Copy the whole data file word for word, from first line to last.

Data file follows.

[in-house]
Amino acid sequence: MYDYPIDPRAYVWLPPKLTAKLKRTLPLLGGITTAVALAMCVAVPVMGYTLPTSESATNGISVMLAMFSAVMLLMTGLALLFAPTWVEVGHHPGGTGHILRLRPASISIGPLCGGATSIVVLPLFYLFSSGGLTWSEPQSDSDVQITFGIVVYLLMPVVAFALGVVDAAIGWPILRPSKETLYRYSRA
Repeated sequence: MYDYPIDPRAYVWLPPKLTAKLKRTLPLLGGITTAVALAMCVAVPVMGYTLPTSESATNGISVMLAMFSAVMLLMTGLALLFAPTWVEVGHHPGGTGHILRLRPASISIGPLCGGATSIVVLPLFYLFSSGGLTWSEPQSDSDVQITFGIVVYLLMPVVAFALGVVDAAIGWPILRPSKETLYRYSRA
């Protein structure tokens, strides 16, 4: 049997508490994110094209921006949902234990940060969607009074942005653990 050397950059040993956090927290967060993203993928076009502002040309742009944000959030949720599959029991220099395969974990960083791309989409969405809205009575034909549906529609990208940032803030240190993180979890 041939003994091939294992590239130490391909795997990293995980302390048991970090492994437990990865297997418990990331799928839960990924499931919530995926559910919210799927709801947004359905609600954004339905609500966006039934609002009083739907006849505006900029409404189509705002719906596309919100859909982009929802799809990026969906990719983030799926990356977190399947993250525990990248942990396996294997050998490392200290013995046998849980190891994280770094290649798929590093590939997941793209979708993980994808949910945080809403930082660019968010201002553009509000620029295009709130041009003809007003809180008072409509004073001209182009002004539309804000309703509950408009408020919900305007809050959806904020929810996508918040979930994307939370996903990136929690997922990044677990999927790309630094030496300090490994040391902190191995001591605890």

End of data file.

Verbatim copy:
[in-house]
Amino acid sequence: MYDYPIDPRAYVWLPPKLTAKLKRTLPLLGGITTAVALAMCVAVPVMGYTLPTSESATNGISVMLAMFSAVMLLMTGLALLFAPTWVEVGHHPGGTGHILRLRPASISIGPLCGGATSIVVLPLFYLFSSGGLTWSEPQSDSDVQITFGIVVYLLMPVVAFALGVVDAAIGWPILRPSKETLYRYSRA
Repeated sequence: MYDYPIDPRAYVWLPPKLTAKLKRTLPLLGGITTAVALAMCVAVPVMGYTLPTSESATNGISVMLAMFSAVMLLMTGLALLFAPTWVEVGHHPGGTGHILRLRPASISIGPLCGGATSIVVLPLFYLFSSGGLTWSEPQSDSDVQITFGIVVYLLMPVVAFALGVVDAAIGWPILRPSKETLYRYSRA
């Protein structure tokens, strides 16, 4: 049997508490994110094209921006949902234990940060969607009074942005653990 050397950059040993956090927290967060993203993928076009502002040309742009944000959030949720599959029991220099395969974990960083791309989409969405809205009575034909549906529609990208940032803030240190993180979890 041939003994091939294992590239130490391909795997990293995980302390048991970090492994437990990865297997418990990331799928839960990924499931919530995926559910919210799927709801947004359905609600954004339905609500966006039934609002009083739907006849505006900029409404189509705002719906596309919100859909982009929802799809990026969906990719983030799926990356977190399947993250525990990248942990396996294997050998490392200290013995046998849980190891994280770094290649798929590093590939997941793209979708993980994808949910945080809403930082660019968010201002553009509000620029295009709130041009003809007003809180008072409509004073001209182009002004539309804000309703509950408009408020919900305007809050959806904020929810996508918040979930994307939370996903990136929690997922990044677990999927790309630094030496300090490994040391902190191995001591605890």